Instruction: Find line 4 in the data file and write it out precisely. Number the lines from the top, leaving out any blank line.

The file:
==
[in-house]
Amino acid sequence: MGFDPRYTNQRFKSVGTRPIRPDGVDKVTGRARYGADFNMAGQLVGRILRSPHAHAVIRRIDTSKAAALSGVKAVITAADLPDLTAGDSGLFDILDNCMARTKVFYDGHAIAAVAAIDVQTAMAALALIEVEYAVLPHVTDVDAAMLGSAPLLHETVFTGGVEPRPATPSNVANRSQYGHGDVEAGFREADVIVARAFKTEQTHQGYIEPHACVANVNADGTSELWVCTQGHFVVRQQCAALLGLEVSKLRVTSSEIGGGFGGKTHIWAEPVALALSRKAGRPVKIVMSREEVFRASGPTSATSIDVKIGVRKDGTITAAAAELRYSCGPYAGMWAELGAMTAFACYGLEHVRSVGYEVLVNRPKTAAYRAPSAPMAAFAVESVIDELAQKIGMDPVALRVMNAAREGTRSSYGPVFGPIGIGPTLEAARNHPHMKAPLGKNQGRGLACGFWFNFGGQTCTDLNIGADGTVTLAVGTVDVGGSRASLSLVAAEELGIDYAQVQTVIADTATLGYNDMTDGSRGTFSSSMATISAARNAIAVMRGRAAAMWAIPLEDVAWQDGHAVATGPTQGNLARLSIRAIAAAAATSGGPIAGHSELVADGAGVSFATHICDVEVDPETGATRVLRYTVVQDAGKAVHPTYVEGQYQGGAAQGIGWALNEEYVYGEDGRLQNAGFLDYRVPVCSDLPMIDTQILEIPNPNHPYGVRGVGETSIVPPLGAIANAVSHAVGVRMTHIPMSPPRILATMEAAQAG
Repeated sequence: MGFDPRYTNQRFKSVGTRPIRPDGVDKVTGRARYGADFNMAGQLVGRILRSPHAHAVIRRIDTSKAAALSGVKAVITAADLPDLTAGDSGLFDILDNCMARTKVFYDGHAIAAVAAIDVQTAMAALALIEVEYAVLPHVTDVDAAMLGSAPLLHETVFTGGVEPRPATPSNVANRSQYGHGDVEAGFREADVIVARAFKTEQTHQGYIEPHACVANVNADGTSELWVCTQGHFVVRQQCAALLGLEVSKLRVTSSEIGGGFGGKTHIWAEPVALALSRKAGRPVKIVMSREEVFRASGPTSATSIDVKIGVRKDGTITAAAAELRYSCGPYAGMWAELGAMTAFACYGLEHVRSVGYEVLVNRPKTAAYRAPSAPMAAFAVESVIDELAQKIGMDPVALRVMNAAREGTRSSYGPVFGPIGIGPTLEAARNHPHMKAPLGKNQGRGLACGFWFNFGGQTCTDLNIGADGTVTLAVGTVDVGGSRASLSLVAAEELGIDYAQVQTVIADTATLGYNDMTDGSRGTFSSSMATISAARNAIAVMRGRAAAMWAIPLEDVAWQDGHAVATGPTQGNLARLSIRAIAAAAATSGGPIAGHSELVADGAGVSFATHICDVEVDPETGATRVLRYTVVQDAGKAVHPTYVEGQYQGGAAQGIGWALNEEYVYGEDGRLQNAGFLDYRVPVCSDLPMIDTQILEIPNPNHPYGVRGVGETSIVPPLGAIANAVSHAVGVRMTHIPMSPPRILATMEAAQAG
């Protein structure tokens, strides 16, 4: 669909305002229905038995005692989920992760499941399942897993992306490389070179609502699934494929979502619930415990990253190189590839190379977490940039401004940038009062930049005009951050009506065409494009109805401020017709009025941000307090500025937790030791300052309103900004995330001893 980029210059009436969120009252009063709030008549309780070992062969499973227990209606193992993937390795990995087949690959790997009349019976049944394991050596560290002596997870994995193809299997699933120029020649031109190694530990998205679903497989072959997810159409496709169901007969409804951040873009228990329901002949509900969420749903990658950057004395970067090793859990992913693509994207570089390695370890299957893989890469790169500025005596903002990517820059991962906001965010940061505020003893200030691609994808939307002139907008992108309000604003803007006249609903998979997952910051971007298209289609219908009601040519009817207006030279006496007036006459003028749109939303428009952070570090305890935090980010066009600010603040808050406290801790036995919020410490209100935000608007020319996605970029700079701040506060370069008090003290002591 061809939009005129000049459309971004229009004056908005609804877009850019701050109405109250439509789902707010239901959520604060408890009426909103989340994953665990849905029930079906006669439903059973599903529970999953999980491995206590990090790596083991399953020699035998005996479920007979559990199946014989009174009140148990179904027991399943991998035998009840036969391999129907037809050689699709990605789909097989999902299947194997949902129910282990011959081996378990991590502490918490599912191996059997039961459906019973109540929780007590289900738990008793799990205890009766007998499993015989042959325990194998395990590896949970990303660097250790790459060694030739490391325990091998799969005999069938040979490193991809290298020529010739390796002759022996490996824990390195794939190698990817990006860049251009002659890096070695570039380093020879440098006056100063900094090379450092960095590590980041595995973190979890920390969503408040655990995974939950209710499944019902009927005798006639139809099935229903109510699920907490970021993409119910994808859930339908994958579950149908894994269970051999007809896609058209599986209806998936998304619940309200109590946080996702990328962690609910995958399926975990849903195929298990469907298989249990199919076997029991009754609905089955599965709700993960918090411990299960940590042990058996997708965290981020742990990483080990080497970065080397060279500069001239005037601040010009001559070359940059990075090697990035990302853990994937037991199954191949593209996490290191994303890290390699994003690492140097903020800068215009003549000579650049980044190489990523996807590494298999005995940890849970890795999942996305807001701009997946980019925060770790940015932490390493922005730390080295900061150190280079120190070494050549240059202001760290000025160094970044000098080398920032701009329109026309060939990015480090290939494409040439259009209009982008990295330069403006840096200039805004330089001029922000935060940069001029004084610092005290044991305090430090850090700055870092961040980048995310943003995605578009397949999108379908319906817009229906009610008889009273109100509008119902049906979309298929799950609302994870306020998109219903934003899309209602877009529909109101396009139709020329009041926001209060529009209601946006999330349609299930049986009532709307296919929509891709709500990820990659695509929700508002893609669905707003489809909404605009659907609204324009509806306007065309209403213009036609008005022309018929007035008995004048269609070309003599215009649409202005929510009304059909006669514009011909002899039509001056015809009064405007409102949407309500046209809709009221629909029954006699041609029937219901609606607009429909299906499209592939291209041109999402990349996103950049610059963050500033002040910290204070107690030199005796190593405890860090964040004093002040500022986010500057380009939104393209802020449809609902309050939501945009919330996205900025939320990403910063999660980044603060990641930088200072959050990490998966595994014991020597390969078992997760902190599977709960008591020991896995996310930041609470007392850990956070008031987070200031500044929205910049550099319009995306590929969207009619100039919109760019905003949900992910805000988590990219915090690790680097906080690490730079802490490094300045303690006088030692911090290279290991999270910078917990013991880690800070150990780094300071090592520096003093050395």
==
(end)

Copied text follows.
């Protein structure tokens, strides 16, 4: 669909305002229905038995005692989920992760499941399942897993992306490389070179609502699934494929979502619930415990990253190189590839190379977490940039401004940038009062930049005009951050009506065409494009109805401020017709009025941000307090500025937790030791300052309103900004995330001893 980029210059009436969120009252009063709030008549309780070992062969499973227990209606193992993937390795990995087949690959790997009349019976049944394991050596560290002596997870994995193809299997699933120029020649031109190694530990998205679903497989072959997810159409496709169901007969409804951040873009228990329901002949509900969420749903990658950057004395970067090793859990992913693509994207570089390695370890299957893989890469790169500025005596903002990517820059991962906001965010940061505020003893200030691609994808939307002139907008992108309000604003803007006249609903998979997952910051971007298209289609219908009601040519009817207006030279006496007036006459003028749109939303428009952070570090305890935090980010066009600010603040808050406290801790036995919020410490209100935000608007020319996605970029700079701040506060370069008090003290002591 061809939009005129000049459309971004229009004056908005609804877009850019701050109405109250439509789902707010239901959520604060408890009426909103989340994953665990849905029930079906006669439903059973599903529970999953999980491995206590990090790596083991399953020699035998005996479920007979559990199946014989009174009140148990179904027991399943991998035998009840036969391999129907037809050689699709990605789909097989999902299947194997949902129910282990011959081996378990991590502490918490599912191996059997039961459906019973109540929780007590289900738990008793799990205890009766007998499993015989042959325990194998395990590896949970990303660097250790790459060694030739490391325990091998799969005999069938040979490193991809290298020529010739390796002759022996490996824990390195794939190698990817990006860049251009002659890096070695570039380093020879440098006056100063900094090379450092960095590590980041595995973190979890920390969503408040655990995974939950209710499944019902009927005798006639139809099935229903109510699920907490970021993409119910994808859930339908994958579950149908894994269970051999007809896609058209599986209806998936998304619940309200109590946080996702990328962690609910995958399926975990849903195929298990469907298989249990199919076997029991009754609905089955599965709700993960918090411990299960940590042990058996997708965290981020742990990483080990080497970065080397060279500069001239005037601040010009001559070359940059990075090697990035990302853990994937037991199954191949593209996490290191994303890290390699994003690492140097903020800068215009003549000579650049980044190489990523996807590494298999005995940890849970890795999942996305807001701009997946980019925060770790940015932490390493922005730390080295900061150190280079120190070494050549240059202001760290000025160094970044000098080398920032701009329109026309060939990015480090290939494409040439259009209009982008990295330069403006840096200039805004330089001029922000935060940069001029004084610092005290044991305090430090850090700055870092961040980048995310943003995605578009397949999108379908319906817009229906009610008889009273109100509008119902049906979309298929799950609302994870306020998109219903934003899309209602877009529909109101396009139709020329009041926001209060529009209601946006999330349609299930049986009532709307296919929509891709709500990820990659695509929700508002893609669905707003489809909404605009659907609204324009509806306007065309209403213009036609008005022309018929007035008995004048269609070309003599215009649409202005929510009304059909006669514009011909002899039509001056015809009064405007409102949407309500046209809709009221629909029954006699041609029937219901609606607009429909299906499209592939291209041109999402990349996103950049610059963050500033002040910290204070107690030199005796190593405890860090964040004093002040500022986010500057380009939104393209802020449809609902309050939501945009919330996205900025939320990403910063999660980044603060990641930088200072959050990490998966595994014991020597390969078992997760902190599977709960008591020991896995996310930041609470007392850990956070008031987070200031500044929205910049550099319009995306590929969207009619100039919109760019905003949900992910805000988590990219915090690790680097906080690490730079802490490094300045303690006088030692911090290279290991999270910078917990013991880690800070150990780094300071090592520096003093050395």